Trees can withstand the wrath of Mother Nature, but the exterior wood on your home cannot. (Unless you are a squirrel and your home is in a tree.) If you don’t want your home to contribute to nature’s decomposition process, you will need to invest some time (and exert some muscle) to protect and maintain your exterior woodwork. Once your woodwork is primed and painted, you’ll only need to do some maintenance or updating once a year, or even once every couple years – depending on the wood. If you prime and protect your wood, you won’t waste time painting and dealing with nature’s problems.
Wood loves to engorge itself with water, mold, sap, rot and insects – just to name a few things. It is equally gluttonous when it comes to absorbing finishes and paint. Protecting your exterior woodwork keeps your wood from consuming rot and insects and keeps your paint from succumbing to Mother Nature’s moods. Your neighbors will likely appreciate your healthy looking home as much as you do.
Wood finishes and wood protectors are not synonymous. Some wood finishes protect, and others do not. Varnish is an interior and exterior finish that also protects. Dye is an interior finish that does not protect. However, exterior varnish can be applied over a dye finish for outside protection. You will get about 600-900 square feet coverage from a gallon of varnish, but only 400-750 square feet from a gallon of dye.
A stain finish may or may not offer protection, depending on the brand, but it is available for interior and exterior woodwork. You can apply an exterior varnish over an exterior stain to give it the protection it needs. A gallon of stain can get you anywhere from 400 to 1,000 square feet per gallon.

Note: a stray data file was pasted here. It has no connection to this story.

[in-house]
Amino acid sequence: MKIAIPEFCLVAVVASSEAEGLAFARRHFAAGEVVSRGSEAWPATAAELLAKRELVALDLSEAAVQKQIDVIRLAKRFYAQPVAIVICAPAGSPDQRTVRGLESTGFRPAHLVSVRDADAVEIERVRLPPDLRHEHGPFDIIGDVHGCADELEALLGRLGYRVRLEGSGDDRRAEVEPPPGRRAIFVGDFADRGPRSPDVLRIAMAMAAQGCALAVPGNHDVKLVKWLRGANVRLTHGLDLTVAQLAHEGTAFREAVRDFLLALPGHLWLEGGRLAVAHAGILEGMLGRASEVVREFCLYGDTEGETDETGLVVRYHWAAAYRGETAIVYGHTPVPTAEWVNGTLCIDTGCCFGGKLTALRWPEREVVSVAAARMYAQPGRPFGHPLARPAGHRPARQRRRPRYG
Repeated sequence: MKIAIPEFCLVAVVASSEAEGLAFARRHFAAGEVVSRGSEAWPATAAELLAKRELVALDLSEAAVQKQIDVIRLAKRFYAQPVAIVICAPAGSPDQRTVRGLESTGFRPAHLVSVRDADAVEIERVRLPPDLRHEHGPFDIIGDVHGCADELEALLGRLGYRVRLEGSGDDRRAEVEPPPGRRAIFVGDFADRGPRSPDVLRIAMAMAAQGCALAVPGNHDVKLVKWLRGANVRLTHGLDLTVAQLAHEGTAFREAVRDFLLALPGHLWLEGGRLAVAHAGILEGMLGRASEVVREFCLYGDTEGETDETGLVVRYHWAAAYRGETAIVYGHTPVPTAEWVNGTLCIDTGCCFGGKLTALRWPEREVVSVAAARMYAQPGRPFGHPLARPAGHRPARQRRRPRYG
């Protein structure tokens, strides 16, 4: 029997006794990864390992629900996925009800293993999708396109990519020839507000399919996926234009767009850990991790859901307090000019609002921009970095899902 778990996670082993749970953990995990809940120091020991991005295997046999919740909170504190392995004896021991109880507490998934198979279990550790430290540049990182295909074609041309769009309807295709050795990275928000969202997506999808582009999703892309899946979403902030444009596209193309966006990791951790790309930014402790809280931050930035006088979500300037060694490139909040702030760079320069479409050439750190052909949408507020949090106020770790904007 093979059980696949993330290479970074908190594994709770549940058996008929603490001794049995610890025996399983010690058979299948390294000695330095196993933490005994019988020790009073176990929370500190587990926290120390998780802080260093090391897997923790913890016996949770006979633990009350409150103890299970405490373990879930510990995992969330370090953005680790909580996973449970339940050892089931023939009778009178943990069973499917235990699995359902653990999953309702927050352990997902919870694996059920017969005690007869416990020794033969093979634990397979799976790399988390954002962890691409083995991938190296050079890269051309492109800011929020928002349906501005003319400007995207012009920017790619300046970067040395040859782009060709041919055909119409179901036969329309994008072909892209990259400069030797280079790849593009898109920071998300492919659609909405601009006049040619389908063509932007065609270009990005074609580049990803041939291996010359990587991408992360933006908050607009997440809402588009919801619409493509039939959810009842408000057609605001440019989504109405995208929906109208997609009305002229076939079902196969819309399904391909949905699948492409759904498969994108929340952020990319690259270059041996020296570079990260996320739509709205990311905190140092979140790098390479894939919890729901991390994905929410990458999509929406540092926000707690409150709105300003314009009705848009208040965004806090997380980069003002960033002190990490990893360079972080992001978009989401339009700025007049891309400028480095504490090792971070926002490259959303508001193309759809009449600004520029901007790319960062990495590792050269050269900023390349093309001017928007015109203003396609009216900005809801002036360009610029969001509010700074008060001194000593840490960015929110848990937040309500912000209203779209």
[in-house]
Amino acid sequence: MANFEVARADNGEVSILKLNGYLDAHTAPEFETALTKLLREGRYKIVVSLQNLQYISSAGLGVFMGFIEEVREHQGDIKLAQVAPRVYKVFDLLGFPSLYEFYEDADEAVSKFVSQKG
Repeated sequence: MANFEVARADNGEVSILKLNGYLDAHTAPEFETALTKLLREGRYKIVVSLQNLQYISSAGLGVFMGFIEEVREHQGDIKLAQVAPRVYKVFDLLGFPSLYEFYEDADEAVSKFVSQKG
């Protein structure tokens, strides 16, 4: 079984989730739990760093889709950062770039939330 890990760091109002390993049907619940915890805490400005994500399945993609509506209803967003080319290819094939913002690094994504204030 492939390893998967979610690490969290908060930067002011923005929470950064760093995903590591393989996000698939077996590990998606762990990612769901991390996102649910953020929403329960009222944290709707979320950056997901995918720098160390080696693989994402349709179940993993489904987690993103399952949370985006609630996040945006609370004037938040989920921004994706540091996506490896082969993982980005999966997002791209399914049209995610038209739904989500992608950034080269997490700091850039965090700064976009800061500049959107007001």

Don’t consider using wax for protecting your home’s exterior woodwork – it’s generally interior only. Oil can be used on interior or exterior woodwork and serves as a wood protector. Wood Preserver is an exterior-only wood protector that prevents rot and insect damage.
Small cracks can also lead to wood damage over time. If you fill up cracks when you first notice them, you’ll prevent some big problems in the future. There are pellet-shaped “wood preservatives” that are specifically made for this purpose, and you can find “wood filler” to take care of small rot problems. If your wood is exposed to heavy sunlight, sap can come out of the woodwork knots. You can use a heat gun on the knot to get the sap to bubble out of the knot until the sap runs dry. Then just sand the area and apply sealer to the knot with a small brush.
Home wood exteriors and handsome exterior woodwork trims are Mother Nature’s beautiful gift to us. Take good care of your wood exterior, and make your mother happy.